This is where we are now. The financiers in the room have realized that Trump can and will do nothing for anyone other than himself, the long-hoped-for economic policies vanishing in the face of scandal — of Russian intrigue, of accusations of corruption and mendacity.
Trump has become another major stressor for an industry that has been worried since 2015 about clients demanding lower fees and higher returns. At SALT, the mood was darker and attendance lower than in years past. Wall Street, just like the market, is starting to crack ever so slightly in the face of uncertainty.
That slow realization is what the nervous laughter is all about.
Pointing out that things can get worse still, Erik Schatzker, who moderated Bernanke's talk, asked him, "What if loyalty becomes the No. 1 requirement for the Fed chairman?"
Bernanke responded gravely: If the Fed chair has no credibility, people won't believe in the markets.
What, then, is there to believe in? This is all coming at a time when the industry has more than enough to worry about. Returns have for years been weak, fees are going lower, and hedge funds are blowing up. Uncertainty in Washington is the last thing anyone needs.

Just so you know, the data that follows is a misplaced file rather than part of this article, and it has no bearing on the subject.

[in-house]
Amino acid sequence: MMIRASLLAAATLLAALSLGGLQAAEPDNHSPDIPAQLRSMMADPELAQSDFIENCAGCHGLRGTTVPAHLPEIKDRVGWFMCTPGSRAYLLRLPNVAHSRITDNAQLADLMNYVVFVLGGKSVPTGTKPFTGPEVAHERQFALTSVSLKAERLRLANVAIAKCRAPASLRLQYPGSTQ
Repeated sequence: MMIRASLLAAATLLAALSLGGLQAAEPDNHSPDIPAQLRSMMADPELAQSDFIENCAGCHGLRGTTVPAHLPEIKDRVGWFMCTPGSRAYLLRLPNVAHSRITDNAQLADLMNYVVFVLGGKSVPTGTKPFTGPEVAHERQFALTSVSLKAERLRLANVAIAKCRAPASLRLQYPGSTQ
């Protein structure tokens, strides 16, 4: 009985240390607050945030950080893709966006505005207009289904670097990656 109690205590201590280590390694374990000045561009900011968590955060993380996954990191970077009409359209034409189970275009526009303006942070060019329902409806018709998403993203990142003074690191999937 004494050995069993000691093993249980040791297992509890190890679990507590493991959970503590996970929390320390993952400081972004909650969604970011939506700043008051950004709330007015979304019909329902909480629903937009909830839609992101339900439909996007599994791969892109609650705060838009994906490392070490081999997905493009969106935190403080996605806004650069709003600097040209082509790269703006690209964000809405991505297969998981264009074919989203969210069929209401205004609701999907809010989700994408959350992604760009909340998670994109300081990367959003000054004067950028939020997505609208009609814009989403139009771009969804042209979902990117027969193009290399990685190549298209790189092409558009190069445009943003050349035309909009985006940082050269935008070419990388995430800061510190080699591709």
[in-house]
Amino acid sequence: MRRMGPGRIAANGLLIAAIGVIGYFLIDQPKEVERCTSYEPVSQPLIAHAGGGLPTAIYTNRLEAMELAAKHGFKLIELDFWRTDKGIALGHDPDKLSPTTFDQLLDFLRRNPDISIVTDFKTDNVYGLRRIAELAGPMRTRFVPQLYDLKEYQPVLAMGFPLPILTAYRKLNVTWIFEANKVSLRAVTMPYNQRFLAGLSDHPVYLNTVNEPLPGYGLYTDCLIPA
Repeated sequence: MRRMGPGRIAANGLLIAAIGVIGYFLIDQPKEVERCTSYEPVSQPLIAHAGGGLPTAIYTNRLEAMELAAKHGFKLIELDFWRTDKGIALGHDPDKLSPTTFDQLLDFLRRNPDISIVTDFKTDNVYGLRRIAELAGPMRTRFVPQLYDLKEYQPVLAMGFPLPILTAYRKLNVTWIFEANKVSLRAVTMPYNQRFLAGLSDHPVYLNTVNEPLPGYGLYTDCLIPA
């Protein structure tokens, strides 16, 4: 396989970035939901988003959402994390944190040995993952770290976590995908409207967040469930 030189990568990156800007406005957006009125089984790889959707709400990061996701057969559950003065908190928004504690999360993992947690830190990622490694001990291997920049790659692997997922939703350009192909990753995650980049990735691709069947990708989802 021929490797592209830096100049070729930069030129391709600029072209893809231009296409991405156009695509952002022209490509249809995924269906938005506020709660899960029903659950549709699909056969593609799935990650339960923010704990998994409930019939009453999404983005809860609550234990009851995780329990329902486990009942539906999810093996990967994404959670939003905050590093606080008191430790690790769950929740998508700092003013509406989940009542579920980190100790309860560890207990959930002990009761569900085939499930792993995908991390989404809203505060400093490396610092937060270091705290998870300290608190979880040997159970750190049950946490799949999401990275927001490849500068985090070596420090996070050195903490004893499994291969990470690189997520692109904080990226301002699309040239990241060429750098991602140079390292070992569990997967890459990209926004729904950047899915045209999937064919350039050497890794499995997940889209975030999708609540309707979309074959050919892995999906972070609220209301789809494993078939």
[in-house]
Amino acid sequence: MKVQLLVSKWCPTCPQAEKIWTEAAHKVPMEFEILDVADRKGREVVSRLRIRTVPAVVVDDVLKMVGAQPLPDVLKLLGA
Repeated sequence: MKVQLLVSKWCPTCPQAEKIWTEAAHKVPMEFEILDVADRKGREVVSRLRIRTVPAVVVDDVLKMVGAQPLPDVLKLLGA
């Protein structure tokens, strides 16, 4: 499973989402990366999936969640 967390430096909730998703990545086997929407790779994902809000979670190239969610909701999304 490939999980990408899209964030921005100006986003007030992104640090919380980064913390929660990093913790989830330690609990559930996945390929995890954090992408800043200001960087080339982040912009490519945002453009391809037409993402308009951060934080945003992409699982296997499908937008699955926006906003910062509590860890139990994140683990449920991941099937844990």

Louder and louder
The billionaire investor Jeff Gundlach of DoubleLine Capital, the man known as Wall Street's "bond god," spoke at the conference from a studio in Los Angeles, appearing as a hologram during lunchtime. A year before, he predicted Trump would win the election, but he didn't seem thrilled about it then or now.
"Trump says inconsistent things from time to time, you may have noticed," he said.
On the other side of the political spectrum, Sam Zell, the billionaire real-estate investor from Chicago, defended Trump at the conference.